Publishers Weekly - Publisher's Weekly
Tapping into the experiences of his wife's French-Canadian family, London (Let's Go, Froggy; The Owl Who Became the Moon) infuses this tale with warmth and authenticity. Paul snuggles on the sofa with Grand-mre and hears the story of her first sugaring-off party-a fete celebrating the spring flow of sap from the maple trees. London, with a poet's sensitivity for nuance and atmosphere, captures in prose the very essence of happy family rituals. Grand-mre tells of snow fights, vats of sap boiling on the wood stove, rich food, dancing, ornery cousins and sleigh rides. ``You must come back next year,'' Grand-mre recalls being told by a favorite aunt. ``It's a tradition, n'est-ce pas? And we must keep our traditions alive.'' This sweet appeal is echoed in Pelletier's distinctive folk art. Using thick, glowing oils to build detailed compositions, the artist evokes the merriment and innocent mischief of a finger-licking good time. Ages 3-7. (Jan.)
Children's Literature - Kathleen Karr
Young Paul is snuggled next to Grand-mère as a late winter " Sugar Moon" rises in the night sky. It is a perfect time to hear about grandmother's adventures at maple-sugaring parties in French Canada during her childhood long ago. There is much cooking, eating, dancing, playing, and best of all, tasting la tire-maple sugar popsicles. London's nostalgic story is nicely set off by Pelletier's bright naive paintings. A charming book to cozy up with on a winter's eve.
Children's Literature - Jan Lieberman
Paul's Grandmere, "with her bird-fragile bones," tells him about the family's tradition of maple sugaring when she was young. Family and friends met at Tante Loulou's to celebrate the coming of spring after the long cold winter in Montreal. The story makes readers want to participate in the yearly celebration. This is storytelling at its most infectious with snippets of French adding an exotic voice to the rhythmic telling. The folk paintings capture the frolicking nature of the party. Long live traditions!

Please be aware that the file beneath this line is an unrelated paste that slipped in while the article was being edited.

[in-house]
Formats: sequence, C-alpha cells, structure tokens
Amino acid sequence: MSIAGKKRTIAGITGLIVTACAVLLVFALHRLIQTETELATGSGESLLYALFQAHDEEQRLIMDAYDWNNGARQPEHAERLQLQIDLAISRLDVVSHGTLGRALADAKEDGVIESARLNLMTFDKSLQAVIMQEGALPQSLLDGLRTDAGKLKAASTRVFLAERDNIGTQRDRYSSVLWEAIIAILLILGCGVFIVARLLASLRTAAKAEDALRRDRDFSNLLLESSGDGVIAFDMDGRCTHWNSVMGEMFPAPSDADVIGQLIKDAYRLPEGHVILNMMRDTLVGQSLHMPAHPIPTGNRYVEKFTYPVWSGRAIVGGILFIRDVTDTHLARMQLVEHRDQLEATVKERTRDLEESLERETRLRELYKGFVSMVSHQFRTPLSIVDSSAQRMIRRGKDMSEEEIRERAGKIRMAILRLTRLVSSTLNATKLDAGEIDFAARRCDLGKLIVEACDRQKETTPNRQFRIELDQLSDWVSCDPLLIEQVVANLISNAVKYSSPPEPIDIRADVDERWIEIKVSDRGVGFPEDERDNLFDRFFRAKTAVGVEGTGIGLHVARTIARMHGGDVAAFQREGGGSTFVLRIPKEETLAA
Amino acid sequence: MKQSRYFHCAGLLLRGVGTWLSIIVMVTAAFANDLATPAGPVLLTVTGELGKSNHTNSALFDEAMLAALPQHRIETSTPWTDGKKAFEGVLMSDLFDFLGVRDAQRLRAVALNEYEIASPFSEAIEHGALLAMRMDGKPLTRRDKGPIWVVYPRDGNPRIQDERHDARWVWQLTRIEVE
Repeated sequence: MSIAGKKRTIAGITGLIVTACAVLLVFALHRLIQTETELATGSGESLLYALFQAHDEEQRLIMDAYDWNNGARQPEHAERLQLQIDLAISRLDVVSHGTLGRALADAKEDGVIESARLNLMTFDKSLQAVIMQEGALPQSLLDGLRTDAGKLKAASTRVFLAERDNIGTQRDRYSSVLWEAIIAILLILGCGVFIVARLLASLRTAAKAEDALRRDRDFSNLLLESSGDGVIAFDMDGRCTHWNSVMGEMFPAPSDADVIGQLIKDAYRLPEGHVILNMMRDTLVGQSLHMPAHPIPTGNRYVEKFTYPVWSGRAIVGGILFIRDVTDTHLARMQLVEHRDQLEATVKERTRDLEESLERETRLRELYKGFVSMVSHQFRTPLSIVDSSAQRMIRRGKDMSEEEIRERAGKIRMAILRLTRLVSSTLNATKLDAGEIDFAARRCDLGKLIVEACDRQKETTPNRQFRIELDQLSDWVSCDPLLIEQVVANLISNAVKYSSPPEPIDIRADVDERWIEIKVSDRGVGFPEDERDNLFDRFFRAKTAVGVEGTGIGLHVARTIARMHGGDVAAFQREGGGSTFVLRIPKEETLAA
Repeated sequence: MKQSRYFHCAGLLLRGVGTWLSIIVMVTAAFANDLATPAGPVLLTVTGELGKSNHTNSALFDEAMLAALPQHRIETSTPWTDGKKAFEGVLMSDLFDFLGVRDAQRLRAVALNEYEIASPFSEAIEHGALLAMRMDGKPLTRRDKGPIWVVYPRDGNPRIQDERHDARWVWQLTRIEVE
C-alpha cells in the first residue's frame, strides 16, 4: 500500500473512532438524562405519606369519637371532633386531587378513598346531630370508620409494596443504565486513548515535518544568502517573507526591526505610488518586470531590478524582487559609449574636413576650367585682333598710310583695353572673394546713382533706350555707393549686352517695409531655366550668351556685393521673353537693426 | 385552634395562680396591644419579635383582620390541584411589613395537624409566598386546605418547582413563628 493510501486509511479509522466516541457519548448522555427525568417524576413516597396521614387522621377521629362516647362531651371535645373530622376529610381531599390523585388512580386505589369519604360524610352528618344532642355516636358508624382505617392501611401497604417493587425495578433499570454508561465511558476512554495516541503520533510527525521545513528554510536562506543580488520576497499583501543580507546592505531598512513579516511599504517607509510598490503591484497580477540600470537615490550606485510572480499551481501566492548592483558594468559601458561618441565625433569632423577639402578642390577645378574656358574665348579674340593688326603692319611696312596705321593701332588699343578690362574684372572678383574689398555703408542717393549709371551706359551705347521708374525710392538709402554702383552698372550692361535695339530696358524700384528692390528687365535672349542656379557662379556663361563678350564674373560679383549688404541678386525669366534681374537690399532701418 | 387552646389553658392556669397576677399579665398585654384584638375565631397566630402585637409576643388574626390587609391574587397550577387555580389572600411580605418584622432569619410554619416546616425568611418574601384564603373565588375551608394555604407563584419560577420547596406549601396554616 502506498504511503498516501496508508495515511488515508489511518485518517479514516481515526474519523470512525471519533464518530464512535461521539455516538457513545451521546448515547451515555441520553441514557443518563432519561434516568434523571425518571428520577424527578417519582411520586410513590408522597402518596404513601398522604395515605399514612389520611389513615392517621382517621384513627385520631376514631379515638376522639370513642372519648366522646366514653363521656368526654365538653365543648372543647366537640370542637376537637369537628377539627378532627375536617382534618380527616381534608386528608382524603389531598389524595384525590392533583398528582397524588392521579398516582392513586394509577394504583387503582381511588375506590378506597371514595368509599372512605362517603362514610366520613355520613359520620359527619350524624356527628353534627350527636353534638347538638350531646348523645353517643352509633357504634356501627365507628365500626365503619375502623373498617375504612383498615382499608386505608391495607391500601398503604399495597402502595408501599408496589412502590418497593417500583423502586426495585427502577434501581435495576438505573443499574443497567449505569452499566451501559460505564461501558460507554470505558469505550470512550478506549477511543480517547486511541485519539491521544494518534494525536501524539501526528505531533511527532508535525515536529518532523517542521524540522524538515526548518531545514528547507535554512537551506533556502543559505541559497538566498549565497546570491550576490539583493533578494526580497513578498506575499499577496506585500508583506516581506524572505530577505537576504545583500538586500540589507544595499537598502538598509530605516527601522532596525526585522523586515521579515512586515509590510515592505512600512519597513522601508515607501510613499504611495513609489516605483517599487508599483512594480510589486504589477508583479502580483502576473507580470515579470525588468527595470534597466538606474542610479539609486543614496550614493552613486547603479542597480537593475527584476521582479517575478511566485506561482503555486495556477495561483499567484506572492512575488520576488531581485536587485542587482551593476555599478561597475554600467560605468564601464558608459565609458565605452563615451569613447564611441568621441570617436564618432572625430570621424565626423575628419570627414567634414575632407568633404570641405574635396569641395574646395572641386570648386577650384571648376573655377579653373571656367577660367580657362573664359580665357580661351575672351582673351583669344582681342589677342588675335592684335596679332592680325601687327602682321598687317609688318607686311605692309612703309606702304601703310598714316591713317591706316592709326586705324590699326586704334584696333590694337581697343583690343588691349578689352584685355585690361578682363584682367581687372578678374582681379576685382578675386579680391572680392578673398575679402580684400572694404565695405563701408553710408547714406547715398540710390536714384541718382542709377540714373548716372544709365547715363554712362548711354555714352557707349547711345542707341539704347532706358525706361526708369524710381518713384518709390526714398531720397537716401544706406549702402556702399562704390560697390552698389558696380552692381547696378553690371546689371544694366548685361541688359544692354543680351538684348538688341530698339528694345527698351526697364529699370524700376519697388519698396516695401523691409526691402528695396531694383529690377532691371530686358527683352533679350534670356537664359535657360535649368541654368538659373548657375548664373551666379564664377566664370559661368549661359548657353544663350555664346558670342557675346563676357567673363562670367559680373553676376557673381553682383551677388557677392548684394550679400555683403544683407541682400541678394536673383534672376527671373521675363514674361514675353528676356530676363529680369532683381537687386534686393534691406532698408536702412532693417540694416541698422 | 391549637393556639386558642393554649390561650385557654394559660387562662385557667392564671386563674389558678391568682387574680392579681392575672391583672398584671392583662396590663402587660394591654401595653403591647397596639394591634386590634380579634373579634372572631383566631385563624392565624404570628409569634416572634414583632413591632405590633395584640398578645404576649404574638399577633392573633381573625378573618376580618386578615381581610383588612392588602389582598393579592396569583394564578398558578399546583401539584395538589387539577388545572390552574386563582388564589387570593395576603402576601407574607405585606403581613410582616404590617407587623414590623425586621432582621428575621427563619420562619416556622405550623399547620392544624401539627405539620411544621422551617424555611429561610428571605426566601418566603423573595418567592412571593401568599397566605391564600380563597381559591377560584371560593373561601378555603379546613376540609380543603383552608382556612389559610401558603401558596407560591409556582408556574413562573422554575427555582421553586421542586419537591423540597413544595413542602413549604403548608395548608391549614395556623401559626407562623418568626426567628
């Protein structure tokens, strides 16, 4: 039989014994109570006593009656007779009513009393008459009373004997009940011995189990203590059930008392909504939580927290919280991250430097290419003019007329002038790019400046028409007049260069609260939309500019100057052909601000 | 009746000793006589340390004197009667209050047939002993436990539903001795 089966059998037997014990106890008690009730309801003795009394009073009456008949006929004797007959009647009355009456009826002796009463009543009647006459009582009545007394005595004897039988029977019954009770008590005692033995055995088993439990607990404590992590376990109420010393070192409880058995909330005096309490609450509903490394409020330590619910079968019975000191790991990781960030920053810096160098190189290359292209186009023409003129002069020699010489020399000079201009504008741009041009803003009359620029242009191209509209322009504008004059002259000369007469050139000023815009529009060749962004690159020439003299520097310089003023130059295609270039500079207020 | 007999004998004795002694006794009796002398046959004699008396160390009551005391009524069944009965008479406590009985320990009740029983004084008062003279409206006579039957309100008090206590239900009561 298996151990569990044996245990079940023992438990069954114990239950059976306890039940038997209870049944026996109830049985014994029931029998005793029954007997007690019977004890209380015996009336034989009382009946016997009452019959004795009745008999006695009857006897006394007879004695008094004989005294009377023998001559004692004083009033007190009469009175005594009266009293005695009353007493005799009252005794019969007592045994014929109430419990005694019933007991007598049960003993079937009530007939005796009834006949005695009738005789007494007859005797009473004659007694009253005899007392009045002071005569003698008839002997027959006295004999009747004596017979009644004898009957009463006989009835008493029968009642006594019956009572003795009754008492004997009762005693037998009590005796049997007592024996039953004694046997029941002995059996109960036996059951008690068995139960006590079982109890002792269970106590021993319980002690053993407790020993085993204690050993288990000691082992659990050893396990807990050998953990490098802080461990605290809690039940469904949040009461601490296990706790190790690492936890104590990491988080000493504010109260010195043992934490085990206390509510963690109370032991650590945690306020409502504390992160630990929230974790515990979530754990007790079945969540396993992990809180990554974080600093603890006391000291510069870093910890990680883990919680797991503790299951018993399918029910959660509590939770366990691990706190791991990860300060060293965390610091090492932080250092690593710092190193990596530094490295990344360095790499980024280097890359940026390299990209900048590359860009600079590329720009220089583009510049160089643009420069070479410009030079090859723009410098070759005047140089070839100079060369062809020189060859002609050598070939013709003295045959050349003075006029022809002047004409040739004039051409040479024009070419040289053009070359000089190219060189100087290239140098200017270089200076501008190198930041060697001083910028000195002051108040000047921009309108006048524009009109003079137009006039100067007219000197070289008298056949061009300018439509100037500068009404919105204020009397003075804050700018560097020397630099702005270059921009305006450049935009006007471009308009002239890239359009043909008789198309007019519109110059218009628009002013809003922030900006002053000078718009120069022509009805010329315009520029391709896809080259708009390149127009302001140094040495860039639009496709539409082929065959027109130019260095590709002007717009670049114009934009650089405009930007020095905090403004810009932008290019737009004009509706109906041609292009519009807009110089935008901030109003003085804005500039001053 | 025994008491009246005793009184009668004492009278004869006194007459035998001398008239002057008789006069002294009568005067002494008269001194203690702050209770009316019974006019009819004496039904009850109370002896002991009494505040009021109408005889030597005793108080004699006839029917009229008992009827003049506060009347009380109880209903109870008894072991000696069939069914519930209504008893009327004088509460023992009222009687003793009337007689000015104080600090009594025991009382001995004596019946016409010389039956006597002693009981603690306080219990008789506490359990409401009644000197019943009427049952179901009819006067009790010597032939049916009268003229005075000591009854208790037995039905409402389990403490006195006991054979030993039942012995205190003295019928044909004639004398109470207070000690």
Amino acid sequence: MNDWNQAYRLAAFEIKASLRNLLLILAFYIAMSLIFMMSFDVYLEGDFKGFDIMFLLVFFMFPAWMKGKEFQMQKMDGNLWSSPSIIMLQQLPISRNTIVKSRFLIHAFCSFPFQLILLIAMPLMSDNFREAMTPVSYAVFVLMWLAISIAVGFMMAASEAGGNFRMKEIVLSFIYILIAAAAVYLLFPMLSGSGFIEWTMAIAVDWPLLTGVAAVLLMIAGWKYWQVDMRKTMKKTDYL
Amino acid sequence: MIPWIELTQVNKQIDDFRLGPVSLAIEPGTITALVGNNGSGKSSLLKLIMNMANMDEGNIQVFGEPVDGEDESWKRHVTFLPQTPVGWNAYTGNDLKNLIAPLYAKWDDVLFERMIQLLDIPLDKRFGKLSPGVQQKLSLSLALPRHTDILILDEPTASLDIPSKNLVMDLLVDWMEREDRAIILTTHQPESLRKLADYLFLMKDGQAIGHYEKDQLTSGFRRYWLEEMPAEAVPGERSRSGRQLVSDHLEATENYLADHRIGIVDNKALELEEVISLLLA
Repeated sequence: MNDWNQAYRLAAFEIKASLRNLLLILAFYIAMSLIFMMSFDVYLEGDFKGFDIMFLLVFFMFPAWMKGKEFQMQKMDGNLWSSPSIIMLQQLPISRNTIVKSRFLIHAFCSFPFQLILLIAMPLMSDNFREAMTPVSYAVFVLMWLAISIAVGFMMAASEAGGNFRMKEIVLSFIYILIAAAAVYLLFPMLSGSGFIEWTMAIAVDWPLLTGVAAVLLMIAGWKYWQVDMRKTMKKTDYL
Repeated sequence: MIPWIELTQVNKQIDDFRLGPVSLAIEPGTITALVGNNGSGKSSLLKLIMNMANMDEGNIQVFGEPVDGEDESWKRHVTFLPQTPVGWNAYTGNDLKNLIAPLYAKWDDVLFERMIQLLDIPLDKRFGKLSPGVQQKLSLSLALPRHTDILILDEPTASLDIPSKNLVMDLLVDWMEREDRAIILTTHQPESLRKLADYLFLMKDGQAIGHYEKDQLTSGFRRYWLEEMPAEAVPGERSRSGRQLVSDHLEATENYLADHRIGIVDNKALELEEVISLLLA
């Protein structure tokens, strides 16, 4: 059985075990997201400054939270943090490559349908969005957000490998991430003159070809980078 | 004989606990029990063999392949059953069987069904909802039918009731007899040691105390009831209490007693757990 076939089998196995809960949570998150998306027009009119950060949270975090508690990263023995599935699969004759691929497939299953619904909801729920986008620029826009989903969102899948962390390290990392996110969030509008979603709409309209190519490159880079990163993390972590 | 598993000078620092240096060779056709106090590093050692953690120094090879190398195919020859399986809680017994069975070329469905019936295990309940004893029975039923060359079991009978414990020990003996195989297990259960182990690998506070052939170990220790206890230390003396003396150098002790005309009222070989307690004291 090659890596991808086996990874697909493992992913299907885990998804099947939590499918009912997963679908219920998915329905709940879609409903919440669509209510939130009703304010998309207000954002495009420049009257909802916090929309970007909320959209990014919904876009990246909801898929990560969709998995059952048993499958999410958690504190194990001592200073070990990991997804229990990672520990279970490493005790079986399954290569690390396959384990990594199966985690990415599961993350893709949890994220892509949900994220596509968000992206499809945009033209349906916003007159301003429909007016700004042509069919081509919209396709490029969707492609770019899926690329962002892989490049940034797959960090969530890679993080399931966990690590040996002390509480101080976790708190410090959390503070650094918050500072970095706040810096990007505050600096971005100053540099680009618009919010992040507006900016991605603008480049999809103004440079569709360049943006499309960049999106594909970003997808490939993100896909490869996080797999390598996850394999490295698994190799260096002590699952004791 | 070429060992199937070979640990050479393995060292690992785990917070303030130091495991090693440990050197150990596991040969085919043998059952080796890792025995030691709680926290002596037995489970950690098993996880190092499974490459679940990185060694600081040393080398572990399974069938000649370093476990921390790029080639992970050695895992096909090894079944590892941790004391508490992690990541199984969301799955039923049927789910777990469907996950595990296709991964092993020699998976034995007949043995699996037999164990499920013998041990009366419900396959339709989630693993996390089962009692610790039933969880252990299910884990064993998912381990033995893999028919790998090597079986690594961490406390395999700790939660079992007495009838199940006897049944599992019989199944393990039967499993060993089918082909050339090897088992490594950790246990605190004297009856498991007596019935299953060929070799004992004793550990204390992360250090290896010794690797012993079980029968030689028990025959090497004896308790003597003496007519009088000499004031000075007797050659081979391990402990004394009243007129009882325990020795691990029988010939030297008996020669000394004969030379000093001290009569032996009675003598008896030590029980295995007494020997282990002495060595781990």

School Library Journal
K-Gr 4-The day before Paul's first maple-sugaring party, he asks his grandmother to tell him about her first sugaring-off, long ago. Grand-mre describes the family's sleigh journey to Tante Loulou's sugar bush, the songs and games, the feasting and dancing, and the delicious maple syrup candy. London's evocative text perfectly re-creates the thrill and excitement of this coming-of-spring ritual. Pelletier's folk-art paintings, reminiscent of Grandma Moses's work, match the nostalgic tone of this story set in Canada. Children will enjoy the bright colors and pore over the details, but they may question why young Grand-mre, who describes herself as ``tiny,'' is the same size as her older sisters. A glossary at the end of the book defines the French-Canadian terms and gives pronunciations (though place names and words used in the illustrations are not included). Kathryn Lasky's Sugaring Time (Macmillan, 1983) and Diane Burns's Sugaring Season (Carolrhoda, 1990) are for older readers and concentrate on the mechanics of the maple-syrup process. The Sugaring-Off Party is a joyful celebration.-Ann W. Moore, Guilderland Public Library, NY